You’ve already got your studs on, gum shield in and scrum hat secured (if applicable) – but how fit are you feeling for the rugby season ahead? You know what it takes to take down your opponent, force yourself through the gaps and reach the try-line for points, but do you know there’s still time to get yourself in better shape? By this we mean, getting stronger and developing some further endurance. But how?
Using altitude training of course! We all know that pumping weights in the gym will make you stronger, but doing this at altitude, and as such a more demanding environment, will make the gains even bigger. Even if you’re benching 100 kg in the gym at sea level, the added training stimuli of altitude when benching the exact same weight will recruit more muscle fibers, increase hormone production and release, and give you a strong pump!
A recent study by researchers in New Zealand gave a group of professional Rugby Union athletes 3 weeks of resistance training (12 sessions in total), including a 4-day split of compound exercises. One half of the group completed this in a hypoxic chamber at a simulated altitude of ~2800 m, and the other half in sea level conditions. Before and after the training, strength (bench press and weighted chin up) and endurance (bronco test) were assessed. The results showed that those who completed the training in altitude conditions had greater strength and endurance improvements than those in the sea level group.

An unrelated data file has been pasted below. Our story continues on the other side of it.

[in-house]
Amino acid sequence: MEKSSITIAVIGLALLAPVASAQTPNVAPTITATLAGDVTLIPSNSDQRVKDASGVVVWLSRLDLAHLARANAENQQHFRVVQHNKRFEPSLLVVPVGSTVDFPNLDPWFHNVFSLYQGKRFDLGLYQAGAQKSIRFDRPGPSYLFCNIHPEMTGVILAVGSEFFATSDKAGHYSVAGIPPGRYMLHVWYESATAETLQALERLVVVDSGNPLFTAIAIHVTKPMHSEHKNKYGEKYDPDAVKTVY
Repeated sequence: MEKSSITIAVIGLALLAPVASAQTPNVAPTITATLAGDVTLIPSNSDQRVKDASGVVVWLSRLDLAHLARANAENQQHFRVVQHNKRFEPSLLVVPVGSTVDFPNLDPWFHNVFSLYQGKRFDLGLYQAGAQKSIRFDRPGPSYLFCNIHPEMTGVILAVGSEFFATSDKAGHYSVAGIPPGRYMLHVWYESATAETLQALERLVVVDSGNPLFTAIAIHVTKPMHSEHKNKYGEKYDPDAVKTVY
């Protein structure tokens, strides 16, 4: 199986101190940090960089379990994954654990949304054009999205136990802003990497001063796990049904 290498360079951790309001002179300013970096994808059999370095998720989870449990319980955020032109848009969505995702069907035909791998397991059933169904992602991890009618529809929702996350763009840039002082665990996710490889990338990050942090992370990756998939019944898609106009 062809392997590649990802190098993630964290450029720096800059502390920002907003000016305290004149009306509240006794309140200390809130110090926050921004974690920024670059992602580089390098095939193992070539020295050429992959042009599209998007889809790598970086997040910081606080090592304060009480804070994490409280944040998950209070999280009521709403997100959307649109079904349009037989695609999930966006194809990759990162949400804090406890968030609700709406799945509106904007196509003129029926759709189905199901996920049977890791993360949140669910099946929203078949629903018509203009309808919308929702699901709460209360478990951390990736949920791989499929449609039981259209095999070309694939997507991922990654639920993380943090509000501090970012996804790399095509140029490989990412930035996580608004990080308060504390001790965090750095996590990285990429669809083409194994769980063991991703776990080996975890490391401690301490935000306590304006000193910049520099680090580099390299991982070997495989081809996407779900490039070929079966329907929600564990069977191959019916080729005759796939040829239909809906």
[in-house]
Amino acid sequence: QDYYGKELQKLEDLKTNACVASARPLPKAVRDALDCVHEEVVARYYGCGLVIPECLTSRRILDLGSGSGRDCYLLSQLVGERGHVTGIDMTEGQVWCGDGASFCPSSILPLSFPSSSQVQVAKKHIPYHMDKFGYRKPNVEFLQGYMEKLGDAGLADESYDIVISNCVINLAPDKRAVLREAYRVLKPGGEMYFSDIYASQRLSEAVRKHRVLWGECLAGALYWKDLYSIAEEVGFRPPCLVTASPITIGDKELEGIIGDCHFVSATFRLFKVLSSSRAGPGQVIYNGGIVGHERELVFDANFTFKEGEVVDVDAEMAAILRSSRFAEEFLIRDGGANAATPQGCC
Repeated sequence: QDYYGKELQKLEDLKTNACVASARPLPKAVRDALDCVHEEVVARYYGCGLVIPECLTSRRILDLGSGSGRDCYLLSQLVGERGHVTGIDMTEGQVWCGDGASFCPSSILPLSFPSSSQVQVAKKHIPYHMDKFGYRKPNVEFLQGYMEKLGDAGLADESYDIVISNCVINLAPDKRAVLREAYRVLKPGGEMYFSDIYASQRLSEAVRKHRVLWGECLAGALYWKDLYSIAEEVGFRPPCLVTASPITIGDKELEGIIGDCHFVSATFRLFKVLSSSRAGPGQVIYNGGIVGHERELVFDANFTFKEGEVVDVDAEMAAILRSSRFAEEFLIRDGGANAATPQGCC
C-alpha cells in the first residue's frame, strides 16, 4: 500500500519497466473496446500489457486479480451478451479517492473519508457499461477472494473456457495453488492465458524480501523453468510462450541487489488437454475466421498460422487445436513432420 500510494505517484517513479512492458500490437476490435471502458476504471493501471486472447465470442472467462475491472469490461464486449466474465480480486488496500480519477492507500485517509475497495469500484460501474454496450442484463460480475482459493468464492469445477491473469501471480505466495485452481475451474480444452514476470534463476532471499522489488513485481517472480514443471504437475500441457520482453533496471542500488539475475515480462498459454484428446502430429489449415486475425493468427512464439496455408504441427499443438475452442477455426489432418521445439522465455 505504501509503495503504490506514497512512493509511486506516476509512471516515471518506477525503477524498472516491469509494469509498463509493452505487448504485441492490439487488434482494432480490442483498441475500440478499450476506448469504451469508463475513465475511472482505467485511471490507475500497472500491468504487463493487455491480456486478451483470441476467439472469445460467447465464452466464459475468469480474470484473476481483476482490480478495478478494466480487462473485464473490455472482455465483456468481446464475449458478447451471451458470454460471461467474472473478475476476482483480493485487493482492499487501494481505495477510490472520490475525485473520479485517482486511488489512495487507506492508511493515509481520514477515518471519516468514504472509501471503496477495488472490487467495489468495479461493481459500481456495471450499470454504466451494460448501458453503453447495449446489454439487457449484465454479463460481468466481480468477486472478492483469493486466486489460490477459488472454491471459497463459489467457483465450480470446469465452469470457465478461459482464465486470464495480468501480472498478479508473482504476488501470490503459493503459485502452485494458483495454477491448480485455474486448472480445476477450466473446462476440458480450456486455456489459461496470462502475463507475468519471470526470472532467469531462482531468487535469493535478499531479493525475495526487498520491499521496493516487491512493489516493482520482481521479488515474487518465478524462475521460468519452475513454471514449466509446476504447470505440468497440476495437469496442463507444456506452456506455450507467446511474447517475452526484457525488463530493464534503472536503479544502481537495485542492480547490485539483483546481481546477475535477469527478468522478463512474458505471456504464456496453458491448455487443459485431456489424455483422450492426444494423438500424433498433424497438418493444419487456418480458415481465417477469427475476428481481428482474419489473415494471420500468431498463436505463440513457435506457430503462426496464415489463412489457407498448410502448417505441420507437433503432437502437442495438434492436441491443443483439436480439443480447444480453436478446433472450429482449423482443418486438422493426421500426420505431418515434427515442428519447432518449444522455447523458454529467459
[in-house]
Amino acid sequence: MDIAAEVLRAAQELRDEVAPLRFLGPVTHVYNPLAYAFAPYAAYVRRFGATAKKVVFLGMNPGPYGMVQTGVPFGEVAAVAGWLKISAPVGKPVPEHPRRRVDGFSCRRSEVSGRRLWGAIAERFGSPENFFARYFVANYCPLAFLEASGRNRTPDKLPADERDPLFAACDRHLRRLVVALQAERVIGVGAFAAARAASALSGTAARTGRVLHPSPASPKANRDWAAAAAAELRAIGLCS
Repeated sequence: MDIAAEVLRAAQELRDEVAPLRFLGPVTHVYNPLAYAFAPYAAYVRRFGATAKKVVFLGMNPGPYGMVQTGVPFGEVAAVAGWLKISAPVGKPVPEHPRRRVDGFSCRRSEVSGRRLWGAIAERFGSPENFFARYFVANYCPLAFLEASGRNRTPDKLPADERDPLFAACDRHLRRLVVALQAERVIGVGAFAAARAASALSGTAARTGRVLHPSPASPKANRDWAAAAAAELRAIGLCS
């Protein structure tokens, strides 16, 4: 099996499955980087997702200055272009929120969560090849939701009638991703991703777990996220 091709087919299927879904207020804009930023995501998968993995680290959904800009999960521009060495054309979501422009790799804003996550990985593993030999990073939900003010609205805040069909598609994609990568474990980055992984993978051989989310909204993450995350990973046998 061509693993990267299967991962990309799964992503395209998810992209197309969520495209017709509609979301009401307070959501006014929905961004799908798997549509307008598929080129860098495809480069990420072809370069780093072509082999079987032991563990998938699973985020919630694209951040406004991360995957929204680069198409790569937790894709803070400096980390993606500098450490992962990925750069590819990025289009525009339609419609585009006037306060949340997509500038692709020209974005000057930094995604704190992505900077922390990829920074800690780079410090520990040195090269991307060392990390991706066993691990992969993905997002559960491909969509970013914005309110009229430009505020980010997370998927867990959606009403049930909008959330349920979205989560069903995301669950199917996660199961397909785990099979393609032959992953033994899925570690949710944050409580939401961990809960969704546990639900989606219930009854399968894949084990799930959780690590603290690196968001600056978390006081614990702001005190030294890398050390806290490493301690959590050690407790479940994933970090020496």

So what does this mean for you? As we mentioned above, it’s important to be strong and conditioned for the entire rugby season. After 3 weeks of resistance training, you can improve both strength and endurance – but greater improvements are found only if you do this in altitude. Once you achieve the strength gains during our circuit sessions – it will all be about keeping your strength as high as possible until the last game of the season! If you want to charge your way through the front row, and then maintain this speed until the try-line now is the time to get started!
Mayo et al. (2017). High Altitude Medicine and Biology, 0(0).